“No downtime” is the usual mantra for network professionals, whose users demand 100% availability. But, at the Veterans Affairs (VA), there’s another requirement driving the team that manages the agency’s Enterprise Network, Systems and Applications : “Never Be Blind.”
Speaking at the recent SolarWinds Federal and Government User Group Conference in Washington, DC, Jamison C. (J.C.) Jennings, Visibility Systems Engineer for Salient CGRT, said the VA’s determination to always “be in the know” of the state of their Internet gateways led to what was, when first implemented, a unique approach to Network monitoring: having two instances of SolarWinds network management and monitoring tools running at all times.
This “Active/Active” solution, he explained, keeps end users from seeing interruptions while system upgrades are performed. The approach also protects against accidental deletions of critical information, if data is accidentally deleted in one instance, it will be available in the other.
An onsite VA contractor of 15 years, Jennings described the range of challenges he’s faced while helping to grow and evolve the VA’s critical systems, along with the best practices they’ve developed to ensure better outcomes.
Jennings described the issues that his team has been addressing: “We were lacking visibility into system and server health, lacking visibility into application or database performance.” Along with those challenges, the VA was dealing with limited automation for compliance reporting.
To tackle these concerns, the VA implemented multiple SolarWinds network management and monitoring tools. Jennings and his team manage 14 instances of SolarWinds at the VA’s NOC, and he also provides expert guidance to the Enterprise Management team, which is responsible for 9 additional instances of the tools. In addition to managing 9 separate regional instances, they’ve also consolidated visibility across regions using SolarWinds Enterprise Operations Console. This is important in light of the agency’s technical reorganization, which gives the LAN, WAN, and Platform teams national responsibility.
Dark Clouds Ahead?
To meet a COOP (Continuity of Operations) requirement, Jennings and his team were tasked with developing a process to cut off all connection to the Internet within 15 minutes. This mandate, designed to protect essential data – including the personally identifiable records of millions of veterans – required not only identifying the circuits that need to come down, but scripting that could make the process simple for a non-technical user. J.C. explained that this capability could be used by the VA to isolate the network in the case of a particularly nasty Zero Day attack.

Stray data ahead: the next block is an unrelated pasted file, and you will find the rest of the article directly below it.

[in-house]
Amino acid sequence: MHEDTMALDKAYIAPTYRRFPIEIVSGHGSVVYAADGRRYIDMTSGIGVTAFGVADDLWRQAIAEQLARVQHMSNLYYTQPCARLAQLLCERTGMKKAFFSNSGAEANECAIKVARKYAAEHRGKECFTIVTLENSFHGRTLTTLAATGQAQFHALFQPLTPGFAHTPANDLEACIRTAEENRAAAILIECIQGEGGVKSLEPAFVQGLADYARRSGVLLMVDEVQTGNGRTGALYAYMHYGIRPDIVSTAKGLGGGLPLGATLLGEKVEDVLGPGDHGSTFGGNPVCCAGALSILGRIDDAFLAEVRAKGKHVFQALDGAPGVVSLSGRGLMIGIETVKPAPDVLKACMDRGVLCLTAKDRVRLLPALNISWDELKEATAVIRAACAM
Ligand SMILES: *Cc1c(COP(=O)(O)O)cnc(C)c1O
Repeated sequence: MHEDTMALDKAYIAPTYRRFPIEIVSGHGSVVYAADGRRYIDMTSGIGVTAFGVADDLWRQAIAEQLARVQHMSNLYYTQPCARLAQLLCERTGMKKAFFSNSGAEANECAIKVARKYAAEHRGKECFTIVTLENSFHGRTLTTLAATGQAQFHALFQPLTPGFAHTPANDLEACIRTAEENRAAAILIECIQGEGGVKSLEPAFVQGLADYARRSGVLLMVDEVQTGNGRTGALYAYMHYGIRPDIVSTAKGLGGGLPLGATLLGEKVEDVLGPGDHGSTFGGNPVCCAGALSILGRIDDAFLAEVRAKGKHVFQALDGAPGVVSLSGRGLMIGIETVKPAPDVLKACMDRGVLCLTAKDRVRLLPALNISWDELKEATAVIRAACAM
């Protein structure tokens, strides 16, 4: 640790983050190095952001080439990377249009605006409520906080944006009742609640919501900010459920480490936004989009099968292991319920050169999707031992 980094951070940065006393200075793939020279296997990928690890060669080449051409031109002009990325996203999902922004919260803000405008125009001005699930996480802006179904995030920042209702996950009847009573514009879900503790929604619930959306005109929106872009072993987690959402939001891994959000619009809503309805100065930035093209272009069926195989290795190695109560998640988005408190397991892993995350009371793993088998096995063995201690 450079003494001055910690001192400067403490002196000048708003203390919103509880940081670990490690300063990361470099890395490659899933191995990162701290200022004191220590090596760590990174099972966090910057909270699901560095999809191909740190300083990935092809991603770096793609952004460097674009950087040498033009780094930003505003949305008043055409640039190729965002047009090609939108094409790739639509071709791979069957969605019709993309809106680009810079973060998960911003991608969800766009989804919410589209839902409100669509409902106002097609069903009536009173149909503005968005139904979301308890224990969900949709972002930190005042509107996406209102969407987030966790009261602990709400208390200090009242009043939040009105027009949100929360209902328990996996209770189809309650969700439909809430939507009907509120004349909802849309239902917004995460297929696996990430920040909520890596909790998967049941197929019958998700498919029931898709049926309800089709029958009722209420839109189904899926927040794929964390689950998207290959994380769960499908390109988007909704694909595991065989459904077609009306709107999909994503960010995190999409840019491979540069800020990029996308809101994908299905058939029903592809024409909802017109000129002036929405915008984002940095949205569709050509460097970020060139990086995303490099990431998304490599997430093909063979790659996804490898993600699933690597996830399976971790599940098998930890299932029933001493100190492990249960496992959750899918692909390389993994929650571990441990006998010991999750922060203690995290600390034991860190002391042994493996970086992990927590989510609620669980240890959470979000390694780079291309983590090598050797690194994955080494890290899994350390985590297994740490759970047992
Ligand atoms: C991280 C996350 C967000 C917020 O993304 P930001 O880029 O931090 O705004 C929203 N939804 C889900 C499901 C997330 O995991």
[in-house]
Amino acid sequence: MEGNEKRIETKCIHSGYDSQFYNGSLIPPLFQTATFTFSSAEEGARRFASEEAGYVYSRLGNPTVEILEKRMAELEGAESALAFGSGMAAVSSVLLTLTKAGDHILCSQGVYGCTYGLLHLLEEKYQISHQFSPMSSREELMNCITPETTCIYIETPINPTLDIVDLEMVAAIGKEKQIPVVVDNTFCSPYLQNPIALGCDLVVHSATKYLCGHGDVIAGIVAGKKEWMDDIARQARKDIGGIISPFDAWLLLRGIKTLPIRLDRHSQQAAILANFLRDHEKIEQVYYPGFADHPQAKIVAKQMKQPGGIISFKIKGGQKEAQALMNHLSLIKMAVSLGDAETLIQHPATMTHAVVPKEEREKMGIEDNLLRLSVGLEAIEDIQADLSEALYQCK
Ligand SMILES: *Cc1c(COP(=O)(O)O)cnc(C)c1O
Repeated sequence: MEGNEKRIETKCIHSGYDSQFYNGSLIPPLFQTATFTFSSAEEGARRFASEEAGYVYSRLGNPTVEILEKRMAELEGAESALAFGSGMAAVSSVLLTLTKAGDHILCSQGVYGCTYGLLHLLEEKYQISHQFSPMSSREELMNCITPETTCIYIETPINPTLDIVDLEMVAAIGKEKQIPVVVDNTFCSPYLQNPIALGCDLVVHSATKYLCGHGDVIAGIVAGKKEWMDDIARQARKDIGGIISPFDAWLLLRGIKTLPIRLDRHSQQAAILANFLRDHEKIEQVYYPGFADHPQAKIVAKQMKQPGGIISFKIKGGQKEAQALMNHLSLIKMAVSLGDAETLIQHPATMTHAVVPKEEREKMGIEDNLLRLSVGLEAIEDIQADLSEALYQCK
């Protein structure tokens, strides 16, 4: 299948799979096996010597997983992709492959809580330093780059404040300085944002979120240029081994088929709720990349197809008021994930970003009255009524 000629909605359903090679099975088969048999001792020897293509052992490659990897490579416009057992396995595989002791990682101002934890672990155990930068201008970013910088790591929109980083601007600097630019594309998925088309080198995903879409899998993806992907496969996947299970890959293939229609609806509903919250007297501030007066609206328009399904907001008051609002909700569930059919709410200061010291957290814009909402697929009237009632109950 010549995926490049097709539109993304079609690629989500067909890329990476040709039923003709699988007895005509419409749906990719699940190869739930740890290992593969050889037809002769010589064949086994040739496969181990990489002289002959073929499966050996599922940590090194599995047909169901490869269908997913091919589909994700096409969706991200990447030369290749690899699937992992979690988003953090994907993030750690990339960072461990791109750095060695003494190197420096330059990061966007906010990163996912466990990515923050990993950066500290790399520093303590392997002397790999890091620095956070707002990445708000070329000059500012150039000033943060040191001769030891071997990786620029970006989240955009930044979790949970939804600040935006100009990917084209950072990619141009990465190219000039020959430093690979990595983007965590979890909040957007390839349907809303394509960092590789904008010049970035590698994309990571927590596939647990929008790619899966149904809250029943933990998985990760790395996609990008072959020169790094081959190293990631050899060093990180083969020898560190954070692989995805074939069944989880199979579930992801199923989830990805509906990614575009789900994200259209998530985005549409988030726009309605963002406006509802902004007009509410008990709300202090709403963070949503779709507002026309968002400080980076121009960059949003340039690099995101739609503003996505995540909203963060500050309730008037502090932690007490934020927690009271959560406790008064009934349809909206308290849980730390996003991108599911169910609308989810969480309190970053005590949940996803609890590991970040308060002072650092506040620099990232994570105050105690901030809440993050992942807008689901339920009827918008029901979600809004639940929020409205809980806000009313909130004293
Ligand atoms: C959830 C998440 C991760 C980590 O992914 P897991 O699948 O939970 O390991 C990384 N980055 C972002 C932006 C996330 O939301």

The team developed the scripts to run on SolarWinds Network Configuration Manager (NCM); the solution they developed requires multiple layers of password security to run, protecting against accidental or malicious insider use. Of course, he added, they also developed the scripts to reconnect to the Internet quickly.
Jennings stressed the importance of after-action reporting in case of incidents. “It’s an opportunity for the engineers to identify what happened, were we monitoring it and if not, can we monitor it? Some of our best application monitoring that we’ve created has come from this kind of after-action report.”
“A constant struggle”, Jennings said, “is to keep the monitoring environment ‘clean’ and current.” For example, he said, “I don’t want to monitor resources that don’t exist anymore, so change control is essential. We constantly explain to end users the impact of making changes – for example, migrating hard drives or changing the Network interface on a device– without notifying the monitoring team results in 1, not monitoring a resource that needs to be monitored and 2, wasting resources on monitoring an element that no longer exists.”
For SolarWinds users with multiple instances, he also recommended using custom properties to standardize your controls, making it much easier to generate reports and alerts, create views, and set account limitations.
If you don’t have a good DBA (database administrator), get one, Jennings suggests, as a good DBA can figure out and fix errors quickly. And if you do have one, be sure to show your appreciation for the value they bring. His recommendation: “Give them chocolate.”
He also recommends that SolarWinds administrators take some SQL querying training themselves, to provide a foundation on how to generate reports and make it easier to understand what can and can’t be done.
But, Jennings offered one piece of advice to the User Group attendees that resonates through any career path, technical or otherwise: “Always be willing to learn something new.” In fact, J.C. strongly advocated THWACK, SolarWinds on-line community, where there are many opportunities to learn and share with fellow SolarWinds users.
Want to hear more from JC? Sign up for SolarWinds’ May 23rd webinar, it’s from 11am to 12 noon EDT.